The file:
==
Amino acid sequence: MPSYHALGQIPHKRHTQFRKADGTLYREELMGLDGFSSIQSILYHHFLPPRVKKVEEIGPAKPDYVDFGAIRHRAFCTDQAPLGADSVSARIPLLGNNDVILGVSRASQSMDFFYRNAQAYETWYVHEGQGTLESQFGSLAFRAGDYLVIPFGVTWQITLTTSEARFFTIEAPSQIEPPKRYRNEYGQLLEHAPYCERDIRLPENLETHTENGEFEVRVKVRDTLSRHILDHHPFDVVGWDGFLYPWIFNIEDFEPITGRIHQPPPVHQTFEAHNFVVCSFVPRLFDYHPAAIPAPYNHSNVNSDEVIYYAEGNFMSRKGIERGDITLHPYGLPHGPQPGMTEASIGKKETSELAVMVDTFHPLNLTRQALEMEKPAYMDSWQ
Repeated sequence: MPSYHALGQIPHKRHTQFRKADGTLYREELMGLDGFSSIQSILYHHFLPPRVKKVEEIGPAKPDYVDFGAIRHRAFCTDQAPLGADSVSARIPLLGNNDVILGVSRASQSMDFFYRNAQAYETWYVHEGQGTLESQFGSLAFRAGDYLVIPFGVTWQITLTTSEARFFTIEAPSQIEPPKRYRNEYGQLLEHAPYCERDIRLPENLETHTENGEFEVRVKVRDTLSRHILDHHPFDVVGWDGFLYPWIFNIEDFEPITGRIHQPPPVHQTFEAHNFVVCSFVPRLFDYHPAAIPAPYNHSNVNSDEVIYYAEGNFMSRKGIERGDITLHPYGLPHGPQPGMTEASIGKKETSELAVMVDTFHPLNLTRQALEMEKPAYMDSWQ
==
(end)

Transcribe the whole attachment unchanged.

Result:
Amino acid sequence: MPSYHALGQIPHKRHTQFRKADGTLYREELMGLDGFSSIQSILYHHFLPPRVKKVEEIGPAKPDYVDFGAIRHRAFCTDQAPLGADSVSARIPLLGNNDVILGVSRASQSMDFFYRNAQAYETWYVHEGQGTLESQFGSLAFRAGDYLVIPFGVTWQITLTTSEARFFTIEAPSQIEPPKRYRNEYGQLLEHAPYCERDIRLPENLETHTENGEFEVRVKVRDTLSRHILDHHPFDVVGWDGFLYPWIFNIEDFEPITGRIHQPPPVHQTFEAHNFVVCSFVPRLFDYHPAAIPAPYNHSNVNSDEVIYYAEGNFMSRKGIERGDITLHPYGLPHGPQPGMTEASIGKKETSELAVMVDTFHPLNLTRQALEMEKPAYMDSWQ
Repeated sequence: MPSYHALGQIPHKRHTQFRKADGTLYREELMGLDGFSSIQSILYHHFLPPRVKKVEEIGPAKPDYVDFGAIRHRAFCTDQAPLGADSVSARIPLLGNNDVILGVSRASQSMDFFYRNAQAYETWYVHEGQGTLESQFGSLAFRAGDYLVIPFGVTWQITLTTSEARFFTIEAPSQIEPPKRYRNEYGQLLEHAPYCERDIRLPENLETHTENGEFEVRVKVRDTLSRHILDHHPFDVVGWDGFLYPWIFNIEDFEPITGRIHQPPPVHQTFEAHNFVVCSFVPRLFDYHPAAIPAPYNHSNVNSDEVIYYAEGNFMSRKGIERGDITLHPYGLPHGPQPGMTEASIGKKETSELAVMVDTFHPLNLTRQALEMEKPAYMDSWQ